Former Navy Depot clean up underway

Supervisor eyes site for consolidated DPW facility, economic development

— Several years of inactivity at the former Scotia Navy Depot is nearing an end.

Schenectady County officials recently announced the federal government started working on the pre-design state of environmental clean up of the approximately 60-acre property. The plan involves installing an underground permeable reactive barrier to stop chemicals from entering the Great Flats Aquifer, which is the main source of drinking water for county residents.


A building at the former Scotia Navy Depot partially collapsed on Sunday, June 15, 2012. Town officials called upon federal officials to demolish the collapsed building.

“The start of engineering work is very positive,” said Marty Finn, county legislator and chairman of the county’s Economic Development Committee, in a statement. “This project is not only critical to safeguarding our water supply, but will boost our economic development efforts in the Glenville Business and Technology Park and Schenectady County.”

Town Supervisor Christopher Koetzle said a timeline hasn’t been established for the cleanup, but he welcomed any progress. He’s hopeful for it to be completed in eight months to a year and is excited to begin redevelopment at the location.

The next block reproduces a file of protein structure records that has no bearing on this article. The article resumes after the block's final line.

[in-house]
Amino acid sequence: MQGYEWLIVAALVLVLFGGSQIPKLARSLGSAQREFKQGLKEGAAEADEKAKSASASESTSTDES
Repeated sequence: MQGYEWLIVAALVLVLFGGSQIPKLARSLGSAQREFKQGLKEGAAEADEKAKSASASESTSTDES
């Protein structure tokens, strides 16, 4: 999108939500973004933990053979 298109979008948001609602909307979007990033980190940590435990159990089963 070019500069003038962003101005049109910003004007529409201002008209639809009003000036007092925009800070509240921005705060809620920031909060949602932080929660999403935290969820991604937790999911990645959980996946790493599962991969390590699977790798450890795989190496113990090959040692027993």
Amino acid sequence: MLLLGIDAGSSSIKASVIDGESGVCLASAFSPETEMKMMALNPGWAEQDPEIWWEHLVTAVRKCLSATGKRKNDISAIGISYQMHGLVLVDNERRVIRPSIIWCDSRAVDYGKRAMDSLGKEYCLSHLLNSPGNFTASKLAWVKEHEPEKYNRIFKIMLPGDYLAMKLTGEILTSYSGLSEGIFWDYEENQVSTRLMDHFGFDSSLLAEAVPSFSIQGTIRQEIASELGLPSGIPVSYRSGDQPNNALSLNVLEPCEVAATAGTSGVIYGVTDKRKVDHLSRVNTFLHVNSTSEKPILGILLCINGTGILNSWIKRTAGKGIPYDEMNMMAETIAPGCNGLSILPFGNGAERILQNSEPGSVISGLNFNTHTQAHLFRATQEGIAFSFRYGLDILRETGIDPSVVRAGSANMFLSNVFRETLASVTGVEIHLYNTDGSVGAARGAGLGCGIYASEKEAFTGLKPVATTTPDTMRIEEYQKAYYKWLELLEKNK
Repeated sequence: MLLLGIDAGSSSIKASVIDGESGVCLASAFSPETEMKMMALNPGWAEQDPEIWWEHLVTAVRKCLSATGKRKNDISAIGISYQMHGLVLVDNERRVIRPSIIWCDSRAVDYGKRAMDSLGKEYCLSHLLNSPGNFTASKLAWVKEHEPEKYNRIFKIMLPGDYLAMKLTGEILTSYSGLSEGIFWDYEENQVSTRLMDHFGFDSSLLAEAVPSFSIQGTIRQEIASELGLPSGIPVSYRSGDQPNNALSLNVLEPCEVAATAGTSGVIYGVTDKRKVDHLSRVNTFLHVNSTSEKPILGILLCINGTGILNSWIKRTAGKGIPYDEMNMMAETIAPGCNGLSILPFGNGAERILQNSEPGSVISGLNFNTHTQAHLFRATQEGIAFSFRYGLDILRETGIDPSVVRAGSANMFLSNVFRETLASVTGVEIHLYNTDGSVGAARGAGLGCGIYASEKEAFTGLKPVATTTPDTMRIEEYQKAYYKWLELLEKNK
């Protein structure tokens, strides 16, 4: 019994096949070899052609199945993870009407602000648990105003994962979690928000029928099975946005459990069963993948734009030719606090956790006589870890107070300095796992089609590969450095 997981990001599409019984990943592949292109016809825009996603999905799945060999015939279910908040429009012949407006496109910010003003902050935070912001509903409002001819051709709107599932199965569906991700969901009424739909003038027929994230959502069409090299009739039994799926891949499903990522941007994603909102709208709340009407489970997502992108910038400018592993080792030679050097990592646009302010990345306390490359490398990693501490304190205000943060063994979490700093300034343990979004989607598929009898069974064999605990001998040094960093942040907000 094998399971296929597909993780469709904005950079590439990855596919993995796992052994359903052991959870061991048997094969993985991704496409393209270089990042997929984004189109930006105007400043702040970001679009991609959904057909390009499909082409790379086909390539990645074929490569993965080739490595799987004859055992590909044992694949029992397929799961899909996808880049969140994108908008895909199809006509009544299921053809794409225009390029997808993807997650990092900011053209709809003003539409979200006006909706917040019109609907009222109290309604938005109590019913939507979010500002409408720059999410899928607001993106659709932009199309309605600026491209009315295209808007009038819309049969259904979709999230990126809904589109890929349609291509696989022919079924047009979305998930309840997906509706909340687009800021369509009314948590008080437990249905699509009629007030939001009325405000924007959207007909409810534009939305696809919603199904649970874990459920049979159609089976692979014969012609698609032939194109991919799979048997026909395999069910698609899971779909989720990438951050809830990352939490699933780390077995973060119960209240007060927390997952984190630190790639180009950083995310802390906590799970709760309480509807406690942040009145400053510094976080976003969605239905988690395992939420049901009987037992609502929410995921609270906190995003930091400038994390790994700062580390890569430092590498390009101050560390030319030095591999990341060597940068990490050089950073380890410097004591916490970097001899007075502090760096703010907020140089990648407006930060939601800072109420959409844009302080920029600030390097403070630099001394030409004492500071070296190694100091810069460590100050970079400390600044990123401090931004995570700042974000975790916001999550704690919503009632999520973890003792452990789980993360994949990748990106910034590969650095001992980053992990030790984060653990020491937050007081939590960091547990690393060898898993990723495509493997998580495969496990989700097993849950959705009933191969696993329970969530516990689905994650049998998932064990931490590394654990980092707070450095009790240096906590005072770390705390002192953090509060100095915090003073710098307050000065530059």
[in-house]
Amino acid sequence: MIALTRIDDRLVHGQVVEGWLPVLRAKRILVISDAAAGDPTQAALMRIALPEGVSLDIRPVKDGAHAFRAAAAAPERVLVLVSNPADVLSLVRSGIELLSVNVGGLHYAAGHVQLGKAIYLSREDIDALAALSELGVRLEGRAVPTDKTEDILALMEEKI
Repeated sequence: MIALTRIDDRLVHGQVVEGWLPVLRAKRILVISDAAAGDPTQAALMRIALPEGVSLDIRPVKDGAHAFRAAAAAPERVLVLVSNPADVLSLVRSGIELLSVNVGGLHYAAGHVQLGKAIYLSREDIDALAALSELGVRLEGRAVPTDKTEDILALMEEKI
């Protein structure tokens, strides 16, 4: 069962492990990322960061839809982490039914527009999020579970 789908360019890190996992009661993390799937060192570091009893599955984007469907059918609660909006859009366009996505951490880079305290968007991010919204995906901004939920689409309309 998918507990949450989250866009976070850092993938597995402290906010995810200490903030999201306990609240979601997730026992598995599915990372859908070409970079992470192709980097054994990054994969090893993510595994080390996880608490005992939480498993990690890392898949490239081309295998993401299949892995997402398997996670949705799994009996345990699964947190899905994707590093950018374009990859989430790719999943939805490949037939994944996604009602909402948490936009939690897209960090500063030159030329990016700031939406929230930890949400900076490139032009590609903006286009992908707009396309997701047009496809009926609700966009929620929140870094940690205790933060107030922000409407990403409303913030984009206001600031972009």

“This has gone on much longer than we anticipated,” Koetzle said. “It has been on our strategic plan for years now … this is the fourth year.”

Koetzle added the site could house a new town Highway Department facility, but the town would only use a small portion of the site for such a purpose. He also envisioned a possible consolidated Department of Public Works facility with the county or other municipalities.

“The highway facility we have right now is very dated,” Koetzle said. “There is a lot of different ideas and I think any one of them we can easily support.”

In March 2010, the General Services Administration agreed to a state Department of Environmental Conservation Record of Decision outlining the environmental problem and a plan to fix it. In October 2011, GSA signed an agreement with DEC proposing a $3 to $4 million cleanup plan, which includes installing a zero valent iron permeable reactive barrier beneath the surface of the affected area to stop the chemical trichloroethylene, or TCE, plume from spreading.

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